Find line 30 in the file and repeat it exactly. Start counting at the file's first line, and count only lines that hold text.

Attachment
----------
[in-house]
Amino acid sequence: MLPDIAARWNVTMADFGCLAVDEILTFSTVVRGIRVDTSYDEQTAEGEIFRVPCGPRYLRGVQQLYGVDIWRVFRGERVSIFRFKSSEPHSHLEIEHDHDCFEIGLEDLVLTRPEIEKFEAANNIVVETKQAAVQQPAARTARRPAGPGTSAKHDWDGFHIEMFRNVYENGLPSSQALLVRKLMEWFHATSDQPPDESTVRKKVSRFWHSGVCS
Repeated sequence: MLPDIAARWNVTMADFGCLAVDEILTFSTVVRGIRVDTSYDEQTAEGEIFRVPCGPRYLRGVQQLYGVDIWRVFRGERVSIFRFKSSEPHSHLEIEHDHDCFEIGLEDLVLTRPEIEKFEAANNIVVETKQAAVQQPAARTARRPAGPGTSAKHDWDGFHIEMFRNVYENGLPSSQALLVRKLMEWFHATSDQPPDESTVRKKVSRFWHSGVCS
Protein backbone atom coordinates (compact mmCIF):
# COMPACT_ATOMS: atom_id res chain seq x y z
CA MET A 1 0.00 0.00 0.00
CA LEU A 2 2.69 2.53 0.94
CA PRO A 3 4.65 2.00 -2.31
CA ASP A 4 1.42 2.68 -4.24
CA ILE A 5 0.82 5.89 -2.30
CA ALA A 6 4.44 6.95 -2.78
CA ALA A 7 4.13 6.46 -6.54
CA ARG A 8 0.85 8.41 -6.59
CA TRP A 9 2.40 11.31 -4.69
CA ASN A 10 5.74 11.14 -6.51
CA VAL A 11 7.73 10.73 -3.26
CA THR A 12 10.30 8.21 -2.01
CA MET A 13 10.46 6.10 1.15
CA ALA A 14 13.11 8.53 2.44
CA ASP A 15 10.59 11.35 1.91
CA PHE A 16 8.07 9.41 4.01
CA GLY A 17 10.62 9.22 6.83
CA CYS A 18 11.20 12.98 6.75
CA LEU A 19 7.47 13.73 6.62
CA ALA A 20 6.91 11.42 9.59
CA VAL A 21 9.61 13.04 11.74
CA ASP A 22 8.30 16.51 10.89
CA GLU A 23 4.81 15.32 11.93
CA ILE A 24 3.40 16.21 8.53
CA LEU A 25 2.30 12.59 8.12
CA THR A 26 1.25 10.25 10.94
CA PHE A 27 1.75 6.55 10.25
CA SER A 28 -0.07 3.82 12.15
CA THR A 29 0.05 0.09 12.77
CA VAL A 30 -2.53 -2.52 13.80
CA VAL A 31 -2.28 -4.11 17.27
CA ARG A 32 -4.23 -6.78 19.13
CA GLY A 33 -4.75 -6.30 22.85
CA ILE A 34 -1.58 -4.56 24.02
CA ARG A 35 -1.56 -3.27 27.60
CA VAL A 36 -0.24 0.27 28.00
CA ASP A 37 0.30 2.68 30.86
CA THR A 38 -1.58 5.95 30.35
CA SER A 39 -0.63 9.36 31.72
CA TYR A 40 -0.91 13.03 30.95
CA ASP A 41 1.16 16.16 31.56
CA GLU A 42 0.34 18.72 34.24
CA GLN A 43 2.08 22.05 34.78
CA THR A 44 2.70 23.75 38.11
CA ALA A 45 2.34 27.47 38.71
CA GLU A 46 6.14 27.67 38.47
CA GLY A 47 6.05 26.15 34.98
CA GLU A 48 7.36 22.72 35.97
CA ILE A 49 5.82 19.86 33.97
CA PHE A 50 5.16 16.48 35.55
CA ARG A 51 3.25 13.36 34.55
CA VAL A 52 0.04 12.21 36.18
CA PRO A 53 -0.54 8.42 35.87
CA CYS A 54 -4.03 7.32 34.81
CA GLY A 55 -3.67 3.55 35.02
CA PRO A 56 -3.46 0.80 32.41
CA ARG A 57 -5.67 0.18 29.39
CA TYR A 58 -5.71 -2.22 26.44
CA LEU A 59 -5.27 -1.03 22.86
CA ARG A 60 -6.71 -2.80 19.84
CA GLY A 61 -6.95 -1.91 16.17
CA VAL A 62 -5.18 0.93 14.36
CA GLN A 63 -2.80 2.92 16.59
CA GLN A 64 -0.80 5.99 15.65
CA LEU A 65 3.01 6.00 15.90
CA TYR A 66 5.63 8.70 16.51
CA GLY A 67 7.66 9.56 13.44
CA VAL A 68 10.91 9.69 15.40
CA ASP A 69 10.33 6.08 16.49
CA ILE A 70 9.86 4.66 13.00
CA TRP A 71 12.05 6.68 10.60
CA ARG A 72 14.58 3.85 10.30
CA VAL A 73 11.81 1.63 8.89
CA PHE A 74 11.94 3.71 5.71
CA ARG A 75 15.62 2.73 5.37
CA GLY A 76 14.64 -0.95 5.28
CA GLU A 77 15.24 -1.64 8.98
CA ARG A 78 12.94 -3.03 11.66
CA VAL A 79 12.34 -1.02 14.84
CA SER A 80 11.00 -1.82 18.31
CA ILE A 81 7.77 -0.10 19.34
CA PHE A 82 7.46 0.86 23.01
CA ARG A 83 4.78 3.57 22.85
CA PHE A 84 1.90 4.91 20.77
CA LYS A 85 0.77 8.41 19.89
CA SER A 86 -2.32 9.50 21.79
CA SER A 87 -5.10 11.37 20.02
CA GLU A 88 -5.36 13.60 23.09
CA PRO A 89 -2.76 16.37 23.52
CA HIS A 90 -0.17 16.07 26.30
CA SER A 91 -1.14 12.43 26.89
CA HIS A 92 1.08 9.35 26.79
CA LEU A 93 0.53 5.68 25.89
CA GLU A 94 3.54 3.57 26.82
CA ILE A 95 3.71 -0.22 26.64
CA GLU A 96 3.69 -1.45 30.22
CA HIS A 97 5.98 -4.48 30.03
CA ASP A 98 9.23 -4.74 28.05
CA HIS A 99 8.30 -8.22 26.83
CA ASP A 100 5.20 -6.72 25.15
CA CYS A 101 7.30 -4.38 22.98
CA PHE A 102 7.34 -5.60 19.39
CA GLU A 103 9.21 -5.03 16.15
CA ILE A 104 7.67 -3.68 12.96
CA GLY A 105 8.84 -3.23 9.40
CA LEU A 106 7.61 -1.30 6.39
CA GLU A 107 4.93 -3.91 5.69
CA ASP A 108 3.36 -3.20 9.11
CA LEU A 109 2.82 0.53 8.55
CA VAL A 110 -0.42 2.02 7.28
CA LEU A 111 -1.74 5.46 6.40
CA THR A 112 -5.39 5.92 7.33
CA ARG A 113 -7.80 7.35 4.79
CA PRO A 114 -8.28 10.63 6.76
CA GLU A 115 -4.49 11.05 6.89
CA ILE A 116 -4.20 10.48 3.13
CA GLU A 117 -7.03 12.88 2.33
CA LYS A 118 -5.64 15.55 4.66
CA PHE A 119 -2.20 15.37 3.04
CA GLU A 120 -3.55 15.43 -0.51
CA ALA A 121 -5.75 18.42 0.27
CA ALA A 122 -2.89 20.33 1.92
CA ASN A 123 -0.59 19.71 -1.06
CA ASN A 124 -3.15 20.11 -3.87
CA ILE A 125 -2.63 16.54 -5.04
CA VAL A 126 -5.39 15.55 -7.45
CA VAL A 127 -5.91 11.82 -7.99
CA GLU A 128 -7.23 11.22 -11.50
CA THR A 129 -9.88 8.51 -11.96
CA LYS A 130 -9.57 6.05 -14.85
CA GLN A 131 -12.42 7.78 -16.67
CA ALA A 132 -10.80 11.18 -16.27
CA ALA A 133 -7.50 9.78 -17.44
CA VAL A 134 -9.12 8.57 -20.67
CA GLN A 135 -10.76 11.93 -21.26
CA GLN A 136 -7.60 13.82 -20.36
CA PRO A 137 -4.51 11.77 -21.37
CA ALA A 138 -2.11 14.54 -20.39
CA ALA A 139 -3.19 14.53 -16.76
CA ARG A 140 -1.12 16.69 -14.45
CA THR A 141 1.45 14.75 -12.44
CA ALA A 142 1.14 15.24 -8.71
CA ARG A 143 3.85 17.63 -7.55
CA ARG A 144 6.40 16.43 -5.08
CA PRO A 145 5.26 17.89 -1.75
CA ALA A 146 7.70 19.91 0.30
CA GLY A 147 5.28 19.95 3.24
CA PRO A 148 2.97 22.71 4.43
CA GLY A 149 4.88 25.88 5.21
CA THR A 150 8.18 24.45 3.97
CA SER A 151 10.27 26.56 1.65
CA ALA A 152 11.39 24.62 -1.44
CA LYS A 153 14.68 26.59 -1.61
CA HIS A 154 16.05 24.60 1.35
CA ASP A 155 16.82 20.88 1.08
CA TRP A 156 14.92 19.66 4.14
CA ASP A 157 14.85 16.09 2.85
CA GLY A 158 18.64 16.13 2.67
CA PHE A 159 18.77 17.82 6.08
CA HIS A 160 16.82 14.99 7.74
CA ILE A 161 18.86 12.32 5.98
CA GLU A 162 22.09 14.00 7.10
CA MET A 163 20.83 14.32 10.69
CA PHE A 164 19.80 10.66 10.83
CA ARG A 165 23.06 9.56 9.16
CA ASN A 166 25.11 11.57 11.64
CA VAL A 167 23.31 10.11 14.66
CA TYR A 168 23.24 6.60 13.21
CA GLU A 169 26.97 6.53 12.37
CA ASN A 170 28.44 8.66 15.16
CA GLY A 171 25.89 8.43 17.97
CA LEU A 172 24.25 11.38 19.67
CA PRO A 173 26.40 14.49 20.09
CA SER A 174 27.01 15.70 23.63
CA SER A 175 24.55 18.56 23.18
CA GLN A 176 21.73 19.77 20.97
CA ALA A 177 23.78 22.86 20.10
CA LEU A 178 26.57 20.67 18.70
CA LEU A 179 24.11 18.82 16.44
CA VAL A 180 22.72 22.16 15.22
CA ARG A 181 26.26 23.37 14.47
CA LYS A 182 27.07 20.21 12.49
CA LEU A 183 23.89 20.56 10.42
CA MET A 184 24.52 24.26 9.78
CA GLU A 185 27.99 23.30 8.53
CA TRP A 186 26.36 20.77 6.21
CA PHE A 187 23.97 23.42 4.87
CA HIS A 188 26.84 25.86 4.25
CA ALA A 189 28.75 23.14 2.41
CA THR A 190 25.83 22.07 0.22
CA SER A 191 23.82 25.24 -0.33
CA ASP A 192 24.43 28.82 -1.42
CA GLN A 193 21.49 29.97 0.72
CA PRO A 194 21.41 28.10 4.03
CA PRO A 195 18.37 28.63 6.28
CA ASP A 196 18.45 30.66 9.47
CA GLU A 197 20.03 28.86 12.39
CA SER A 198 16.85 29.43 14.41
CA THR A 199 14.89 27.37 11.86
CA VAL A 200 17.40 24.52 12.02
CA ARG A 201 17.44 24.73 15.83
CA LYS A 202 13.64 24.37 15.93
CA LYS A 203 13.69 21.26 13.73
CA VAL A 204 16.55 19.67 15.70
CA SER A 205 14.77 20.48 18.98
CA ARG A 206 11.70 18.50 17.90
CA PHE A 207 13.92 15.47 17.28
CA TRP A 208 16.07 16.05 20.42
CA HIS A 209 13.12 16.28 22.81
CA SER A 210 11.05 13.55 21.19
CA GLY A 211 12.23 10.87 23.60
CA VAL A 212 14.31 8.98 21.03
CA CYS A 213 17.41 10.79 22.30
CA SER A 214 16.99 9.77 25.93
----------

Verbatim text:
CA LEU A 25 2.30 12.59 8.12